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Determining current from ammeter

  1. May 15, 2015 #1
    1. The problem statement, all variables and given/known data
    32_P50.jpg
    The ammeter reads 5.0A. Find I1, I2, and ε

    2. Relevant equations
    ΔV=IR

    3. The attempt at a solution
    I've never dealt with ammeters before so I'm very confused.
    To start, I tried breaking this into loops, and then used Kirchhoff's Law.
    I started with the left side, since I have the value of the battery. I know that ΣΔV = 0 in this loop. I also know that these two resistors are in series, so Req=3.0+2.0=5.0Ω
    Since I = V/R, I tried I = 9/5, which is incorrect

    I then decided to think about this with the junction law, and thought that because the current at A is 5.0A, that's what's entering the battery, thus that must also be what's exiting the battery, but this was again incorrect.

    I've gone through many different methods and have been unsuccessful in all, and am really just trying to figure out where to even start. Any help would be much appreciated!
     
  2. jcsd
  3. May 15, 2015 #2

    phinds

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    Forget the ammeter. The question really is just asking what the circuit looks like if the current through the 2ohm resistor is 5 amps.
     
  4. May 15, 2015 #3
    Okay. I'm still unsure of how to do this.
    I split the circuit into the loop on the left. Using the fact that the current through the 2ohm resistor is 5A, I found that the change in potential at this point is 10V. I know that the total change in potential must be 0, so the change in potential through the 3ohm resistor is must be -10V, thus the current would be 10/3. This is the only way I can think of to do this, but looking at it I feel that I'm not doing this correctly...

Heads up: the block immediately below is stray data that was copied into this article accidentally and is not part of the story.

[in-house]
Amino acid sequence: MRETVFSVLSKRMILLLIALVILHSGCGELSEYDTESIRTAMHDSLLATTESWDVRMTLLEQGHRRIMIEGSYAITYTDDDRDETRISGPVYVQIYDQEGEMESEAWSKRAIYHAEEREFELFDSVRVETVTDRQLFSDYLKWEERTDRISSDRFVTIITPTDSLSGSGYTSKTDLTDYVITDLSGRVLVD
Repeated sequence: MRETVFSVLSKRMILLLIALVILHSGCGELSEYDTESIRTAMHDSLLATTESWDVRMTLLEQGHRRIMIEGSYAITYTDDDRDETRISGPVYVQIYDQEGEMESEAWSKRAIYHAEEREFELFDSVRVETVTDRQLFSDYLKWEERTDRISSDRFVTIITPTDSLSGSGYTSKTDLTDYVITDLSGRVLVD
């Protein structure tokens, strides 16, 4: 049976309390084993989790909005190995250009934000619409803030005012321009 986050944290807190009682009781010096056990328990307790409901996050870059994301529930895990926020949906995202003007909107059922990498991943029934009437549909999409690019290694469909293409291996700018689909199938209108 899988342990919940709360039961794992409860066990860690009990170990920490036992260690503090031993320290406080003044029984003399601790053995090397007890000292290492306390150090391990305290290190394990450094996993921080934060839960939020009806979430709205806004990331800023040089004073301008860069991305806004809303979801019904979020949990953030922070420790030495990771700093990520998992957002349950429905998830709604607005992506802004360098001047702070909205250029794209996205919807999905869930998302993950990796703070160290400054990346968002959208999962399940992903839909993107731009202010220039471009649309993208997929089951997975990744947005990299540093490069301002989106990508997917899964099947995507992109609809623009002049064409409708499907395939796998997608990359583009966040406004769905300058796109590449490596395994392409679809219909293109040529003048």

5. May 15, 2015 #4

    phinds

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    I can't imagine how you get -10v across the 3 ohm resistor. What is the voltage on the left side of that resistor? What is the voltage on the right side of that resistor?
     
  6. May 15, 2015 #5
    Ohhhh oops, I forgot to add the voltage from the battery... This isn't intuitive to me at all. So Δ5 across the 2Ω resistor is 10V.
    9V - 10V = -1 V
    -1 V / 3 Ω = -1/3 A
    Thank you so much!
     
  7. May 15, 2015 #6

    gneill

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    Staff: Mentor

    Since you've noticed that indicated currents can be negative, and since no mention was made of the direction of the current that the ammeter reading represents, then for full marks you may have to consider the two cases: 1) 5 A is flowing downwards through the 2.0 Ω resistor, and 2) 5 A is flowing upwards through the 2.0 Ω resistor.
     
  8. May 16, 2015 #7

    phinds

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    No problem. Yeah, it's easy for those of us who have done a few of those problems to forget how confusing things can be at the very beginning when you are trying to take in everything at once.

    qneil brings up an interesting point. What does is the circuit doing if the 5 amps is flowing UP through the 2 ohm resistor? It's a good exercise.
     
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